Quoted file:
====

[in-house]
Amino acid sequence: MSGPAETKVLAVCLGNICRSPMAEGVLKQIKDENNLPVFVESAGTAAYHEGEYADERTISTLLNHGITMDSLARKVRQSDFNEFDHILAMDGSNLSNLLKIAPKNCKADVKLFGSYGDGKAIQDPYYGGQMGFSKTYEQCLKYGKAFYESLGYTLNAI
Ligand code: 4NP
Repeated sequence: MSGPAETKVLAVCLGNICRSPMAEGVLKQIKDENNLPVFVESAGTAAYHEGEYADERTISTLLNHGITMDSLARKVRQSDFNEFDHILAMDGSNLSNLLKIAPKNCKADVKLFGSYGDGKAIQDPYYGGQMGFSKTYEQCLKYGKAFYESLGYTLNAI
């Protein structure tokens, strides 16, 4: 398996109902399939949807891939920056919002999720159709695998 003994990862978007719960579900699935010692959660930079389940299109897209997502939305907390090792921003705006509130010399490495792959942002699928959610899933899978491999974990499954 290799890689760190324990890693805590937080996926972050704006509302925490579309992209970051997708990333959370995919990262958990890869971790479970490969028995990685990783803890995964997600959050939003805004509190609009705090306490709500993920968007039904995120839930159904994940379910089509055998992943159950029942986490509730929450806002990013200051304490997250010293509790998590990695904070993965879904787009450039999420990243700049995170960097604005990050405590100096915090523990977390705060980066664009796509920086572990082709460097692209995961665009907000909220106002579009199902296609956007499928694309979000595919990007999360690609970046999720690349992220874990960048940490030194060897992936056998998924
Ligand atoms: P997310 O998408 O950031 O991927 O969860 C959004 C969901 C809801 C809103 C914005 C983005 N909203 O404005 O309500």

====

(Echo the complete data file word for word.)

[in-house]
Amino acid sequence: MSGPAETKVLAVCLGNICRSPMAEGVLKQIKDENNLPVFVESAGTAAYHEGEYADERTISTLLNHGITMDSLARKVRQSDFNEFDHILAMDGSNLSNLLKIAPKNCKADVKLFGSYGDGKAIQDPYYGGQMGFSKTYEQCLKYGKAFYESLGYTLNAI
Ligand code: 4NP
Repeated sequence: MSGPAETKVLAVCLGNICRSPMAEGVLKQIKDENNLPVFVESAGTAAYHEGEYADERTISTLLNHGITMDSLARKVRQSDFNEFDHILAMDGSNLSNLLKIAPKNCKADVKLFGSYGDGKAIQDPYYGGQMGFSKTYEQCLKYGKAFYESLGYTLNAI
């Protein structure tokens, strides 16, 4: 398996109902399939949807891939920056919002999720159709695998 003994990862978007719960579900699935010692959660930079389940299109897209997502939305907390090792921003705006509130010399490495792959942002699928959610899933899978491999974990499954 290799890689760190324990890693805590937080996926972050704006509302925490579309992209970051997708990333959370995919990262958990890869971790479970490969028995990685990783803890995964997600959050939003805004509190609009705090306490709500993920968007039904995120839930159904994940379910089509055998992943159950029942986490509730929450806002990013200051304490997250010293509790998590990695904070993965879904787009450039999420990243700049995170960097604005990050405590100096915090523990977390705060980066664009796509920086572990082709460097692209995961665009907000909220106002579009199902296609956007499928694309979000595919990007999360690609970046999720690349992220874990960048940490030194060897992936056998998924
Ligand atoms: P997310 O998408 O950031 O991927 O969860 C959004 C969901 C809801 C809103 C914005 C983005 N909203 O404005 O309500």